Resthaven has a range of respite options to support people who care for someone to have a break from their caring role.
How to tell if you are a ‘recognised’ carer:
- Do you provide daily support to a person without being paid?
- If you did not provide this support, would this person be unable to complete the tasks themselves? (Support may include shopping, paying bills, assisting with showering, making meals, providing transport etc.)
- Is the person unsafe when left alone for long periods of time?
- Has the person been diagnosed with dementia or a severe disability?
- Is the person you support frail or aged?
If any of the above applies to you, you are recognised as a carer and are entitled to an array of support for your own health and wellbeing, as well as the health and wellbeing of the person you care for.
Carers need time out to look after themselves and their own needs. This may be going to work, a social engagement, an appointment, a medical procedure, a volunteer commitment, a regular pastime, and so on.
Respite care can reduce social isolation by providing carers with opportunities to meet with friends, attend a support group, or continue activities that are important to them.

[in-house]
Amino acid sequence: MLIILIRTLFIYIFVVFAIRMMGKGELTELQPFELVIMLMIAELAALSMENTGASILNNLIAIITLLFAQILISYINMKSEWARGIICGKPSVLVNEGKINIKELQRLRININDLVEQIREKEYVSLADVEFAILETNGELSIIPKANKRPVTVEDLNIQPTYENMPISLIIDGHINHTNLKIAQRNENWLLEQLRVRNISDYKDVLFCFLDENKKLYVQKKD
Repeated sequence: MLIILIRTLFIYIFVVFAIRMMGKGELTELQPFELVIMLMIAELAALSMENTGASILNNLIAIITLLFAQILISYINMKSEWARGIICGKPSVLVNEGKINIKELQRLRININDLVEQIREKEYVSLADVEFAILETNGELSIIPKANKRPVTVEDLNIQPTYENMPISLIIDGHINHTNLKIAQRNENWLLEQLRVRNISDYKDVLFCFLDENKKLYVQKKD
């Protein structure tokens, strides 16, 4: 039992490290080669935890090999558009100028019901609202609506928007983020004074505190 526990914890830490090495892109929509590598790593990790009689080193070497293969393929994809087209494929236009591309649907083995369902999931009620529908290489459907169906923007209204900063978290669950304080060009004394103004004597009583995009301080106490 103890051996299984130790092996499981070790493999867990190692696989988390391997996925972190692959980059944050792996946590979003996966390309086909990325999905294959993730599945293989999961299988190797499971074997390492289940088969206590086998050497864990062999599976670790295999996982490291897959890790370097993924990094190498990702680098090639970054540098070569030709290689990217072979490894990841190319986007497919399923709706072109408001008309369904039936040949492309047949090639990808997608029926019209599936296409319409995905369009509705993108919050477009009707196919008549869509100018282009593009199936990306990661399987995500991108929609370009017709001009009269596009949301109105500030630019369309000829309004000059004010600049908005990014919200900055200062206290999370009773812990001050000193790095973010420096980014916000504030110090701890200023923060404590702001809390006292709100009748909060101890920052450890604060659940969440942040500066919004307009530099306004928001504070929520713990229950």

Having some respite helps keep carers healthy; improving the quality of care they can provide.
A little respite support can sustain carers so they can continue their caring role, and the person they care for can stay living at home for longer.
Respite also provides carers and the people they care for with an experience of different care facilities that may be required in the future.
- Reliable, flexible and tailored to meet the needs of the carer and the person they care for
- Incorporated into the early stages of caring and as part of an ongoing plan for support and assistance
- Planned in advance to reduce the likelihood of emergencies due to carer strain.
Carer supports available:
- In-home respite
- Home-style respite
- Residential respite
- Carer support groups.